In a move which is said to ‘undermine’ Michael Gove’s previous animal welfare ambitions, MPs have voted against the inclusion of animal sentience in the EU (Withdrawal) Bill.
Under current EU law, animals are recognized to feel pain and emotion, but now a decision has been made not to transfer that recognition into domestic post-Brexit law, following an eight-hour parliamentary debate. An amendment clause (NC30) was submitted by Green MP Caroline Lucas, which was rejected with an 18 majority in favour of The British Government’s position (313 MPs voted against NC30; 295 voted in favour).
“It’s shocking that MPs have given the thumbs down”
The decision ‘flies in the face of the government’s pledge for high animal welfare standards post-Brexit’, according to the RSPCA, which has been pushing for animal sentience to be embedded in future UK legislation. The charity has called the results of the vote ‘extremely disappointing’ and says that laws affecting animals need to account for their ‘capacity to suffer’.
“It’s shocking that MPs have given the thumbs down to incorporating animal sentience into post-Brexit UK law. This is truly a backward step for animal welfare,” says David Bowles, head of public affairs, RSPCA.
“Animal sentience is never mentioned in the Animal Welfare Act and, crucially, only domestic animals are really covered by the provisions of the act anyway; animals in the wild and laboratories are expressly exempt. It is simply wrong for the government to claim that the act protects animal sentience,” he continues.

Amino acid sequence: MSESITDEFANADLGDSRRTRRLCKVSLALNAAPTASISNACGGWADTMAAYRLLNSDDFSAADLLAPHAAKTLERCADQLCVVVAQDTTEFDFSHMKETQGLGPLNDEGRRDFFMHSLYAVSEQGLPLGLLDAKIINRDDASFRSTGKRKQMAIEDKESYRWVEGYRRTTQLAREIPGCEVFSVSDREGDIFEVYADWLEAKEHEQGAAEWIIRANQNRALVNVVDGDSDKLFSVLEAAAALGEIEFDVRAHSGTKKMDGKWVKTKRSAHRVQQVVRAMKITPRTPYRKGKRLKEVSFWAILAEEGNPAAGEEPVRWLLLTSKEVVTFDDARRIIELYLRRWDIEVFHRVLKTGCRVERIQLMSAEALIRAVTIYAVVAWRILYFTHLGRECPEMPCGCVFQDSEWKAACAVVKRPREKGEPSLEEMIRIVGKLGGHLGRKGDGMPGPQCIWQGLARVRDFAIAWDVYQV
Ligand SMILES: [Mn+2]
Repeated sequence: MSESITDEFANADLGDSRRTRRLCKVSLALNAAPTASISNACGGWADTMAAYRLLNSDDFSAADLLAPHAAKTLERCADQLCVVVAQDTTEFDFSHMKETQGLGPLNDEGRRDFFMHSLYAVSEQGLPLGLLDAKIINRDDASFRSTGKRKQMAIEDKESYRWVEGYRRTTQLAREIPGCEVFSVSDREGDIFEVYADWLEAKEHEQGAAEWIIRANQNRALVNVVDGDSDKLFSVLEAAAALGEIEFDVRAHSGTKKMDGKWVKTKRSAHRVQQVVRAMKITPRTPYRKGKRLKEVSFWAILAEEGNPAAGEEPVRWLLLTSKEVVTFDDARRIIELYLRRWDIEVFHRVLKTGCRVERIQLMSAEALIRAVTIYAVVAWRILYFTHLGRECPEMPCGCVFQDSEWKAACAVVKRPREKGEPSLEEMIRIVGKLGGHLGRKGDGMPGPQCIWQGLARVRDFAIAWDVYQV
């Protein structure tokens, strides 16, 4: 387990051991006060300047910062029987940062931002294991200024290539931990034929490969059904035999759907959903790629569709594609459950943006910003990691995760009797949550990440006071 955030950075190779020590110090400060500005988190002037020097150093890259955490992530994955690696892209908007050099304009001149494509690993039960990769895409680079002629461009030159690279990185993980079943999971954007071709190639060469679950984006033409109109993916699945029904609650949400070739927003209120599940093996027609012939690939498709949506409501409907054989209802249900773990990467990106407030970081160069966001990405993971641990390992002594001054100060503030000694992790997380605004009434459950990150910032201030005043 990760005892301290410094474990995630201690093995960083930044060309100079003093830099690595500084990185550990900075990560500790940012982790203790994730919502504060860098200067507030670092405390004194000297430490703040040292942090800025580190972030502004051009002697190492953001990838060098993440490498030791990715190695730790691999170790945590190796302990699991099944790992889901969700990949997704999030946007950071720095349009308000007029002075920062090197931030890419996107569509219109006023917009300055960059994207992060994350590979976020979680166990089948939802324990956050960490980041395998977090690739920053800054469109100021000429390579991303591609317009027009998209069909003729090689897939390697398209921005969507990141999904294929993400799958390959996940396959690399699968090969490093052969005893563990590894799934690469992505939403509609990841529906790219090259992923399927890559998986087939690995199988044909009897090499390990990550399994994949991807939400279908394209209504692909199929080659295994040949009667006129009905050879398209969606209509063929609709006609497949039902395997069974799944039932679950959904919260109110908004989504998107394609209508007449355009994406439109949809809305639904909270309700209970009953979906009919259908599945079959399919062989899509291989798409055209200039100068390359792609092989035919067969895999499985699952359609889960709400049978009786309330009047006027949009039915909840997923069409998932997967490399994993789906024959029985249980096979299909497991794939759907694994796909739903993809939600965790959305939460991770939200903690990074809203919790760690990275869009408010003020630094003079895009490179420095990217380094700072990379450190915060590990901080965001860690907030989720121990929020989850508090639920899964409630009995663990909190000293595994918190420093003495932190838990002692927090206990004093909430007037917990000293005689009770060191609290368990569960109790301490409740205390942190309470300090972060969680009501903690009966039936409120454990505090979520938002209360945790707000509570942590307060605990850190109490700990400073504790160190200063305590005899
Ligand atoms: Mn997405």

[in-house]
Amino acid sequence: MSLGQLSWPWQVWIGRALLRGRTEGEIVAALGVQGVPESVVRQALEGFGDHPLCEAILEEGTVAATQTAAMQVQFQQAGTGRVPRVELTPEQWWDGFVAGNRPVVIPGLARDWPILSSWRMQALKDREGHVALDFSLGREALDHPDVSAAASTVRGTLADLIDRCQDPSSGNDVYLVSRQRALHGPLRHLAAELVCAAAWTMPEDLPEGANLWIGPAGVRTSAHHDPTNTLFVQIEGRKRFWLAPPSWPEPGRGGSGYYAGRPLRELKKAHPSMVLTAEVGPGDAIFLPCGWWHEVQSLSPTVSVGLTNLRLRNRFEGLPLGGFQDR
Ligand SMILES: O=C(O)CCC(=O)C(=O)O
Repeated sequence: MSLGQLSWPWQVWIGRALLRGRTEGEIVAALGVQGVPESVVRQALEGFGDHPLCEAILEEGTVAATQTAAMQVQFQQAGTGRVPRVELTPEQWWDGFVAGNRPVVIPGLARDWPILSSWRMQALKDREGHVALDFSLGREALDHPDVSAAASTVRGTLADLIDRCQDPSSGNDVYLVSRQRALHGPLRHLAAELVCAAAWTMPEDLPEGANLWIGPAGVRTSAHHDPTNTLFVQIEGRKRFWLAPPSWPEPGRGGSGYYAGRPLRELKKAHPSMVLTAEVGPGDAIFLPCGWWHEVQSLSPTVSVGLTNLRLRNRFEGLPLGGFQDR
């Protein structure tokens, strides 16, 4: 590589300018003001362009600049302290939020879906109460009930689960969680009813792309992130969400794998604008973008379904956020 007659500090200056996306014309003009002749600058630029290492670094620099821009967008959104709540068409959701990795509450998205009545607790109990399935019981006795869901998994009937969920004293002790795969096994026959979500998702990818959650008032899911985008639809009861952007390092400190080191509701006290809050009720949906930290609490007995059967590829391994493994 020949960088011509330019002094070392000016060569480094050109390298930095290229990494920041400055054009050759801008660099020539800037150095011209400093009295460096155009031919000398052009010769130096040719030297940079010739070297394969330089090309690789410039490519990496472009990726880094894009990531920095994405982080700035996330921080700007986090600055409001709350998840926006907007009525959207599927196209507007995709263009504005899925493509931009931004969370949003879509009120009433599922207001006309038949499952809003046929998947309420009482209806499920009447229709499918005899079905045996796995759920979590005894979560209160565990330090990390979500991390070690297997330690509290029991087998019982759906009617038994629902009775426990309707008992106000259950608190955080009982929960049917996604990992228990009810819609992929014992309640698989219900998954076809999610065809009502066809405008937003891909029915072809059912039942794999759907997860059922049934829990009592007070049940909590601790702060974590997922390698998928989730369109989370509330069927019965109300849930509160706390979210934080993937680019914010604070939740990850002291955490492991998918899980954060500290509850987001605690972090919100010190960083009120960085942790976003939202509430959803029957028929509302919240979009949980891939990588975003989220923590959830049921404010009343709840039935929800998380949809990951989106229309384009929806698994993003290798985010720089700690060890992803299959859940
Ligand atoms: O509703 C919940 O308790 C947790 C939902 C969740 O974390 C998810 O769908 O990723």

“This is truly a backward step for animal welfare”
Speaking on behalf of the Soil Association, Helen Browning, CEO, also reacts: “This decision is a huge backwards step that will ring alarm bells across this nation of animal lovers. The government has repeatedly promised that farm animal welfare standards will not be lowered post Brexit, yet reducing the status of animals by denying their sentience paves the way for this. No livestock farmer or pet owner would ever be persuaded that their animals are not capable of suffering, or capable of feeling. This narrow vote goes against the grain of our ever-increasing scientific understanding of non-human animals, and against the grain of our own humanity, so we urge the government to reconsider.”
Following publication of this story, further developments saw the Government issue a draft Animal Welfare Bill on 12 December, Browning continued by commenting: “We warmly welcome today’s draft bill, which will require all ministers to consider animal welfare when making policy decisions. This is an essential first step and will ensure the UK doesn’t fall behind existing EU legislation on animal sentience. However, to meet Michael Gove’s ambition of the UK having the highest animal welfare standards, we need to see a transition away from intensive factory farming, where chickens, pigs, cows and other farm animals are often kept indoors for their entire lives, in cramped conditions and with no chance to fulfil their natural instincts. In the ensuing consultation process that follows today’s announcement, the Government should commit to ensuring all farming animals live a good life, where higher welfare systems such as free range and organic become the norm rather than the exception.”